As of January 1, 2018, uninsured mortgage consumers (i.e. those with 20% or more downpayment) must now qualify for property financing using a new minimum qualifying rate. The rate will be the greater of the five-year benchmark rate published by the Bank of Canada OR the lender contractual mortgage rate +2.0%. Previously, the home buyer/owner qualified at the contract rate offered by the lender, so this new rule significantly impacts & reduces the amount of mortgage for which the home buyer/owner will be able to qualify. While the actual mortgage payment will still be paid at the contract (lower) rate, a higher calculation will be used for qualification purposes. This rule is applied not only to new purchases, but also to borrowers applying for refinancing on properties they already own. All mortgage lenders, except for Credit Unions and Private Lenders, are bound under this legislation.
This policy has attracted a fair amount of criticism from the Real Estate and mortgage lending industry who point out that imposing a stress test on all buyers will put a chill on the housing market at a time that it can ill afford it. The restrictions would affect about $15 Billion a year in new borrowing, and the tighter rules could disqualify as many as 12 per cent of borrowers. Many economists and real estate industry officials anticipated the rule change could curb home sales through the coming year. The Canadian Home Builders' Association has forecast the rule changes combined with other recent housing-sector policy reforms could reduce total house transactions by 10 per cent to 15% - a potential decline in resale-home transactions of 50,000 to 75,000 units a year, while housing starts could drop by 20,000 to 30,000 units. The cumulative amount of government intervention in the housing market means that many people will no longer be able to buy their first home or upsize when the kids come along.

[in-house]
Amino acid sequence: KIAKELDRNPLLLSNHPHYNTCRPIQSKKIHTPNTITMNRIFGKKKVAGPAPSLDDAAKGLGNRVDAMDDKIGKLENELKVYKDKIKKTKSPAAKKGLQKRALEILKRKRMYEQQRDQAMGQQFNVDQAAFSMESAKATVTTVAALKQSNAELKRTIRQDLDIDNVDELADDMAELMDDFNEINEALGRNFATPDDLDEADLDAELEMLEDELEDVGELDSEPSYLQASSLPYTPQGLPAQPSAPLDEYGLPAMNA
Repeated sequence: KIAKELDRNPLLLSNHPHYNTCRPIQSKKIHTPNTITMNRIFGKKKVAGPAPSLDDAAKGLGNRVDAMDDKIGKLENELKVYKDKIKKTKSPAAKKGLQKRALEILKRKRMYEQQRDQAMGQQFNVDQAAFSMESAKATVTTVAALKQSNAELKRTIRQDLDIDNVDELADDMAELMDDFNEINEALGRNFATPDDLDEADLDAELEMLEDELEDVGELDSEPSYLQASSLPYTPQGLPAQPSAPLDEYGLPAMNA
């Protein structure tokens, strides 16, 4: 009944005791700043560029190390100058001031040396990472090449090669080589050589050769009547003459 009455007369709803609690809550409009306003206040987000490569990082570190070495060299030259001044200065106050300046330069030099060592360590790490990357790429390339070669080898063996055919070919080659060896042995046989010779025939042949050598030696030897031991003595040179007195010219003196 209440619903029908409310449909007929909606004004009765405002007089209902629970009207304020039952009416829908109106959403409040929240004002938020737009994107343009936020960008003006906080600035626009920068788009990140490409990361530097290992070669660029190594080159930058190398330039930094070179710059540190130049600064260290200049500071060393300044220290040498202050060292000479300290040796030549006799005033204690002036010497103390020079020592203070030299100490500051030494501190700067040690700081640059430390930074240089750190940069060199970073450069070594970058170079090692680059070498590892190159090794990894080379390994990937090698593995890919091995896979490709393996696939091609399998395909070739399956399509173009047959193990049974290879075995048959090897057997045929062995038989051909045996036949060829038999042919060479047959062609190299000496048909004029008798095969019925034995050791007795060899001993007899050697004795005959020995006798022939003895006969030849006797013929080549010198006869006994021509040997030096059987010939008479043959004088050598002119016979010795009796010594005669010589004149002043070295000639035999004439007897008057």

This new policy comes along at a time when there is no evidence of elevated mortgage default, or risk of that in the Canadian economy. The irony of the policy is that it is driving a sizable segment of the buyer population to private lenders who, while being exempt from the legislation, charge much higher rates of interest, thereby creating a much higher risk of financial stress & potential mortgage default and foreclosure in the future. The new rules seem to be part of a larger agenda by various levels of government to curtail home purchasing by Canadians, and to drive down real estate values nationwide. The effect is to make more difficult - & even prevent - young people and new buyers from acquiring their 1st home, while curtailing or diminishing the equity & wealth of those who already own their homes and other property. In the last few months of 2017, and into the 1st few weeks of 2018, it appears that the new rules have caused a cooling and uncertainty into our local Real Estate market. As this is a real, continuing constraint on purchasing power, as opposed to the political perception of policies such as the 15% Non-Residents’ Tax, it will likely be more difficult for the market to shake off this trend to continue the robust activity of the past decade or so.
Is there anything you want to know regarding real estate, please contact Bob Bracken at 604-220-2035 cell, 604-263-2823 office, or firstname.lastname@example.org email.
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